Get the facts on sexually transmitted diseases

Sexually transmitted disease, also known as venereal disease, is caused by microorganisms that survive on the skin, in the mucus membranes or in bodily fluids. Once they are transmitted, these viruses and bacteria will flourish in warm and moist areas, causing pain, discomfort, infertility and sometimes untreatable conditions. Learn about the symptoms of STDs and how they can be treated.

Sexually Transmitted Infections and Diseases

STDs come in many forms, and affect many people. Some sexually transmitted infections carry obvious symptoms like bumps or rashes, while others are not detectable without STD testing; some are quite common and easily treated, while others are relatively scarce but very severe. A relatively common STD like herpes affects millions of Americans, many of whom do not know they carry the virus, as they have never noticed the symptoms. Although most STDs can only be contracted through sexual contact, herpes takes different forms and can be transmitted through mouth-to-genital contact.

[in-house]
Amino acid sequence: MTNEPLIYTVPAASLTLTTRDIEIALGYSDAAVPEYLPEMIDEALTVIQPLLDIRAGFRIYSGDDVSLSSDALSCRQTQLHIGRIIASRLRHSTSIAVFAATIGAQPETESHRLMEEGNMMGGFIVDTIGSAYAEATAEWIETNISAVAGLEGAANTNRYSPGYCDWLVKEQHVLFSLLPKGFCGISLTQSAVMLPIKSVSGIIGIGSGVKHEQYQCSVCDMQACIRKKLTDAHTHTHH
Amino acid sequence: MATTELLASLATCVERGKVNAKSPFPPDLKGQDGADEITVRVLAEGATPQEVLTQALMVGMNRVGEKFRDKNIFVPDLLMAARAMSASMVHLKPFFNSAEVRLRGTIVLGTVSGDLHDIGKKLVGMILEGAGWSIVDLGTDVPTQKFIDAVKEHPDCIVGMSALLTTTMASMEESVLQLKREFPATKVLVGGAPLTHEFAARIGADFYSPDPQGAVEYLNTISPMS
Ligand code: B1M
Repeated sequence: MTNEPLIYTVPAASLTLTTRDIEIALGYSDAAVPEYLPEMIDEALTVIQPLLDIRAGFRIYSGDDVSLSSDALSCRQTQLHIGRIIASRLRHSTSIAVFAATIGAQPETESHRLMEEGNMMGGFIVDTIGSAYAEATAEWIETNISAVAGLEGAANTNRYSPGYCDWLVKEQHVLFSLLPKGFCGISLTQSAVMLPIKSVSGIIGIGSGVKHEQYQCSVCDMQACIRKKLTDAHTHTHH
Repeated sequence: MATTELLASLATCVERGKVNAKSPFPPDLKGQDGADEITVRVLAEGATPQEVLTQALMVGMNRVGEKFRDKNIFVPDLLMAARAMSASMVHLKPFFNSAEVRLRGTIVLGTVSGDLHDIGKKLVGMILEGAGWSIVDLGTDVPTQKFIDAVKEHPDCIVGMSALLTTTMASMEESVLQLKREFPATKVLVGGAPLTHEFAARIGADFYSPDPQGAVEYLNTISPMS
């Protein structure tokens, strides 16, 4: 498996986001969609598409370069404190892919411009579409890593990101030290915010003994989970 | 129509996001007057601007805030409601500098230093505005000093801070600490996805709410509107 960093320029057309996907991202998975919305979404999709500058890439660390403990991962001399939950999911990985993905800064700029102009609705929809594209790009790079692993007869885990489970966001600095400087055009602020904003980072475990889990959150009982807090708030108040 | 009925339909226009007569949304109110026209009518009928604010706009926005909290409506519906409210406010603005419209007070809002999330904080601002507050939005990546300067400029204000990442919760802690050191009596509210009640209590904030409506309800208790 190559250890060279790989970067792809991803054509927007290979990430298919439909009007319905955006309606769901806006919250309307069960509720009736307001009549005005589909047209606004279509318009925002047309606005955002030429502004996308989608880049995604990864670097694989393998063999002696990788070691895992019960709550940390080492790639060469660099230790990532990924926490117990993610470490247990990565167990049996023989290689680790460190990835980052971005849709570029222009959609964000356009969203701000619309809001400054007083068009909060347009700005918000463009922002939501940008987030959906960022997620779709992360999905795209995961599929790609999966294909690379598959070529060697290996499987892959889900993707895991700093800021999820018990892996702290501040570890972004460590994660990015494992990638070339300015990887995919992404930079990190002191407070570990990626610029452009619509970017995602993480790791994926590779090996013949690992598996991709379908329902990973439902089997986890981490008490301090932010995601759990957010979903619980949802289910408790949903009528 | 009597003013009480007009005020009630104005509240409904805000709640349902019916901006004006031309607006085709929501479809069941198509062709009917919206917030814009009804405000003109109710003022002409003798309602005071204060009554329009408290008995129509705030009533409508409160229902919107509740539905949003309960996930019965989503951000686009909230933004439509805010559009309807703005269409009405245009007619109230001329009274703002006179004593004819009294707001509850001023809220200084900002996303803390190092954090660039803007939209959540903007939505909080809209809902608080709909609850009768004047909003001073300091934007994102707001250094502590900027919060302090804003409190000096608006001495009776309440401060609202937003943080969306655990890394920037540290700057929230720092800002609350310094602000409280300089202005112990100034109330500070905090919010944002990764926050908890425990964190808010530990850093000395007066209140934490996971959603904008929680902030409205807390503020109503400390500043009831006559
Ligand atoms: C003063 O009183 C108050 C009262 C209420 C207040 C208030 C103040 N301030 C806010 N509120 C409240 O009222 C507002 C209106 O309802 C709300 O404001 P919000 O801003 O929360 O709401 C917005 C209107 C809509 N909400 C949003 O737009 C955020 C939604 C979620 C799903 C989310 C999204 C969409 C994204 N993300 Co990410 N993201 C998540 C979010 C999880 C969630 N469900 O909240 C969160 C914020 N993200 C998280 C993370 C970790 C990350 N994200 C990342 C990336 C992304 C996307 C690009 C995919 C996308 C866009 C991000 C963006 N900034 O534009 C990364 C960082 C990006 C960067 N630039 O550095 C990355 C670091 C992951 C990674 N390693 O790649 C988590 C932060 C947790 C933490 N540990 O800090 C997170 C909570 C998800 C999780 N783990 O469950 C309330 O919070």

But while some infections can be annoying or embarrassing to deal with, diseases like HIV AIDS are incurable, difficult to control through medication and can be passed from a women to her unborn child. Gain as much STD information as you can so you will be able to distinguish illness from regular irritation. For instance, a woman with chlamydia may experience similar symptoms to an irregular menstrual cycle. Venereal disease can affect anybody, and because a VD may not present any symptoms, it's important to see your doctor for regular physical examinations.

STD Treatment and Prevention

In addition to condoms, there are ways to minimize your chances of contracting a sexually transmitted disease. To begin, be careful in selecting your partners—the risk of infection increases for those who have casual sex with several partners. If you suspect that you may have a STD, or simply want to ensure that you are disease-free, there are STD clinics in every city that can test for infection and provide you with guidance or information on venereal disease.

For women, a routine Pap test can reveal certain STDs, like HPV, but you will have to request STD testing from your doctor if you are concerned about the presence of any specific disease. Certain risk factors will increase your chances of contracting a disease, so those who are under 25 and sexually active and those who have unprotected sex with multiple partners should get tested for certain STDs annually.

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